The Occupational Safety and Health Administration issued new rules recently requiring all workplace fatalities be reported within eight hours and that certain severe injuries be reported within 24 hours after an employer learns of the incident.
While the idea was to make things more convenient for employers, some workplace safety experts are now questioning whether OSHA’s website might be the best place to do that.
The site went live in December, giving employers a new option when they file injury reports.
Link: Go here to read OSHA’s requirements.
Employment lawyers say the site requires more extensive information than is required when calling OSHA to report such incidents.
The problem with that, they say, is that the information submitted could be used as an admission of fault — even if an initial accounting of the incident turns out to be inaccurate.
Another concern centers on how much time – actually, how little time – employers get before they’re required to file their reports.
Completing an incident investigation in just eight hours can be tough. That’s why employment law experts caution against committing in writing to any version of the incident.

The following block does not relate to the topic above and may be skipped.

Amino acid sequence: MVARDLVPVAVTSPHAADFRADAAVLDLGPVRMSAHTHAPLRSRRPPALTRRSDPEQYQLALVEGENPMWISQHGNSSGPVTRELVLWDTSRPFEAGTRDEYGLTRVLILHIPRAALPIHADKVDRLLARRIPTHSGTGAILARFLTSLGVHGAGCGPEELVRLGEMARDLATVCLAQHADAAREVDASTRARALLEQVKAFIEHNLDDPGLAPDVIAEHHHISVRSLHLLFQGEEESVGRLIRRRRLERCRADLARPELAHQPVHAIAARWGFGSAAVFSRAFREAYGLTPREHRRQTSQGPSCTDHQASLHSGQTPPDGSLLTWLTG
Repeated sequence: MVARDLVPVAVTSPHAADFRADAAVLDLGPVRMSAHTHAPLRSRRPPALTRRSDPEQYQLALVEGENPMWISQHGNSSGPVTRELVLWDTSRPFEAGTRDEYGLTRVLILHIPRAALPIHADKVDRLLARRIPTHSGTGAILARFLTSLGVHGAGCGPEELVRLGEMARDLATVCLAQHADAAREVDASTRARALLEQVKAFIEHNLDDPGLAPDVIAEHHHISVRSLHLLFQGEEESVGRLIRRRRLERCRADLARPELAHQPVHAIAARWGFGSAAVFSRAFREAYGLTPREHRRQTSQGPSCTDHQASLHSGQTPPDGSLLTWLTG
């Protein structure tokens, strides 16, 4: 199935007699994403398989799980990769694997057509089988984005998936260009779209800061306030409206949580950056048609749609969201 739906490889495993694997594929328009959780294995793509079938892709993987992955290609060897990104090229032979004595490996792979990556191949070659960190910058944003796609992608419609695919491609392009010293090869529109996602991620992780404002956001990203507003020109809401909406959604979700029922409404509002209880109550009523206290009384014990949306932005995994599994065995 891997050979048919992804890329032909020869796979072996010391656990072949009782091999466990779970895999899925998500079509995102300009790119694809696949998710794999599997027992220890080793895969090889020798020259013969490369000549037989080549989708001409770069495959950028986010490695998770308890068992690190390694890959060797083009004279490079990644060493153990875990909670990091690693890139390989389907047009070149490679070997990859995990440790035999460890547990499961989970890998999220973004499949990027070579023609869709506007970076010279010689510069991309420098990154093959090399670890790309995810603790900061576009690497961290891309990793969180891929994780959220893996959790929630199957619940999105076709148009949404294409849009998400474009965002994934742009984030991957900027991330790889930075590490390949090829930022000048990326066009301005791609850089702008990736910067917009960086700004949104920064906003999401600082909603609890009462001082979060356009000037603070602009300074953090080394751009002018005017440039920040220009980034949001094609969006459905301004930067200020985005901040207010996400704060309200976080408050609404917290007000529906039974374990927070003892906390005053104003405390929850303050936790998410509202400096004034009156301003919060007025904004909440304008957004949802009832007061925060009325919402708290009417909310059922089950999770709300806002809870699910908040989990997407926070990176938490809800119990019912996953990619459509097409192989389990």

Whatever approach you use, employers should do all they can to comply with OSHA’s reporting requirements because the agency has cited employers who fail to do so.
And if you are using the website, we advise that you stick to the facts, rather than adding analysis that could be used to assign blame.
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About the Author
Will has enjoyed a 20-year career in leadership positions in the hospitality and travel industry throughout the U.S. with the Hyatt, Sheraton, Hilton, Renaissance and Steamboat Ski and Resort corporations. Will received a Bachelor of Science degree from the University of Massachusetts at Amherst. From 2000-2007, he served as President and CEO of the Greater Colorado Springs Chamber of Commerce. He also served as Vice President-Special Projects for the University of Colorado Foundation from 2007 to 2009. Will is a past Chair of the Board of Directors of the National Homeland Defense Foundation and former member of the United States Chamber of Commerce Committee of 100. He is married to Nan, has five wonderful children, and enjoys coaching, traveling, hiking, golfing and skiing.